The magnitude of the game helps you at the start, but it potentially hurts you if get into a bad situation. It can help you with a crowd like that at the beginning, and it did, but it would have been beneficial to score one or two in the first and really get the crowd going. Sometimes you expend a lot of emotional energy in a game like that in the first period, which doesn't leave you with a lot in the tank later in the game. It's a good learning lesson for the guys. We'll be in big games here down the stretch and into the playoffs, and hopefully into Albany and into the NCAA Regionals. It's a lesson in how to handle what are perceived to be big games.

WAP: We know you can't talk about recruits who haven't signed or that aren't on campus, but what can you tell us about Greg Burgdoerfer?

SA: We're expecting him to be a power forward. He's not a guy that is going to do the things with the puck that Chase or Brandon do, but he's going to add an element to our team that we haven't had consistently. He's 6'2", a good skater, tough and mean. Really, a lot like the way his brother plays, just at the forward position. When he was at Air Force he was with a Top 15 team in the country and played about 35 games for them. From seeing him play and talking to his coaches at Air Force, when he played like a power forward, he's an extremely effective college hockey player. Our goal for him is to keep him in the right frame of mind and to coach him in the right way to keep him playing and executing in that role on a day-to-day basis.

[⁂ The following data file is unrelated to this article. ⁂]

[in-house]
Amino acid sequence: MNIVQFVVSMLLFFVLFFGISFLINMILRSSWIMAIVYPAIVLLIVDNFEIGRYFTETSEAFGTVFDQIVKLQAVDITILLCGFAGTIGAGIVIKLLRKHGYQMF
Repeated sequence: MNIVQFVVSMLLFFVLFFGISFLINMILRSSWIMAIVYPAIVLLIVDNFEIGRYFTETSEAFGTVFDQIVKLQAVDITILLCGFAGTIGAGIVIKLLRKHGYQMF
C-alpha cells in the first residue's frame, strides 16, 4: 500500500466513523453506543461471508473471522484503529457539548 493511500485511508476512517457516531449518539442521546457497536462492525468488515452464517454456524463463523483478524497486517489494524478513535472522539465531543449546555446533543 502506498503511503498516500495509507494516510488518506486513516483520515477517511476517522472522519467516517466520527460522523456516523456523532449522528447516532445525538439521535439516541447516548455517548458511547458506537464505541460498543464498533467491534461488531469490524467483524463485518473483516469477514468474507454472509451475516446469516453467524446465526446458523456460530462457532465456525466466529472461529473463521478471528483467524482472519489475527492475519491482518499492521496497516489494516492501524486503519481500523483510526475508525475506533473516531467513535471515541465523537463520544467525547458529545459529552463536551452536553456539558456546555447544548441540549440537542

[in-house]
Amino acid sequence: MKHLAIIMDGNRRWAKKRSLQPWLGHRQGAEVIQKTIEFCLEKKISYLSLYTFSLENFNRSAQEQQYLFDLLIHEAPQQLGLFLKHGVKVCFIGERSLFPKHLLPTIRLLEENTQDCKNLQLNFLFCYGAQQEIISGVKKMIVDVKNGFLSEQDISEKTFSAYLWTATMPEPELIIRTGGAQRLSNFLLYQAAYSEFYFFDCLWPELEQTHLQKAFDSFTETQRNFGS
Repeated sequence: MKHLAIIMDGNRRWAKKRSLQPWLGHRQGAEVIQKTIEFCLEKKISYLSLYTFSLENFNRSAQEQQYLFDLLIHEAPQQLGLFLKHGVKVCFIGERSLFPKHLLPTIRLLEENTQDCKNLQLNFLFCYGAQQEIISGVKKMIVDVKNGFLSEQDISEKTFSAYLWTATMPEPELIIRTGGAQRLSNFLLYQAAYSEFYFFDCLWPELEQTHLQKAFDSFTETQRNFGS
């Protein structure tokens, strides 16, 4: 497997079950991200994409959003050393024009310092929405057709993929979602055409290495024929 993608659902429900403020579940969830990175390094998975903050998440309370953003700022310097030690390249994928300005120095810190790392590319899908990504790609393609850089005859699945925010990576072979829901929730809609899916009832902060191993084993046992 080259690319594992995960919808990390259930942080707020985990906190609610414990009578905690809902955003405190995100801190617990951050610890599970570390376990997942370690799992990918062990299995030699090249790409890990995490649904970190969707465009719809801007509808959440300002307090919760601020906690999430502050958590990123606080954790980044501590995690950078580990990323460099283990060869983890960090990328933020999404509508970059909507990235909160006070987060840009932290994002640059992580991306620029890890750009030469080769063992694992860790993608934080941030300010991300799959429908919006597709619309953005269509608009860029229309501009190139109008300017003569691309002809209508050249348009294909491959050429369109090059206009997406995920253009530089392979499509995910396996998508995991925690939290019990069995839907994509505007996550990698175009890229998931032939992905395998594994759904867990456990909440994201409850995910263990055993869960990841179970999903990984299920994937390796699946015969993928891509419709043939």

WAP: One of the things that was striking about the alumni weekend this year was talking to some of the former players and finding out how much respect they all had for you, specifically with your outreach to alumni. Can you tell us a little about that outreach and what you look to accomplish with those connections?

SA: I really appreciate them saying that. They said it numerous times over the weekend both privately and publicly. That means a lot to me. I guess it just seems obvious to me that that's the way you should run your program. There's no ulterior motive to it - I'm not doing it to try to get something out of it. We have alums that have done great things in hockey both at RPI and after RPI and that have done great things out of hockey. It's very important to build on the history of our program to make our players understand that, at the end of the day, while it's about the 27 guys in that locker room, there's a lot more to it than that at the college level. It's important for them to feel that. They know the history and tradition, but when today's players get to actually feel and experience it, that's critical in their development as hockey players and as a team.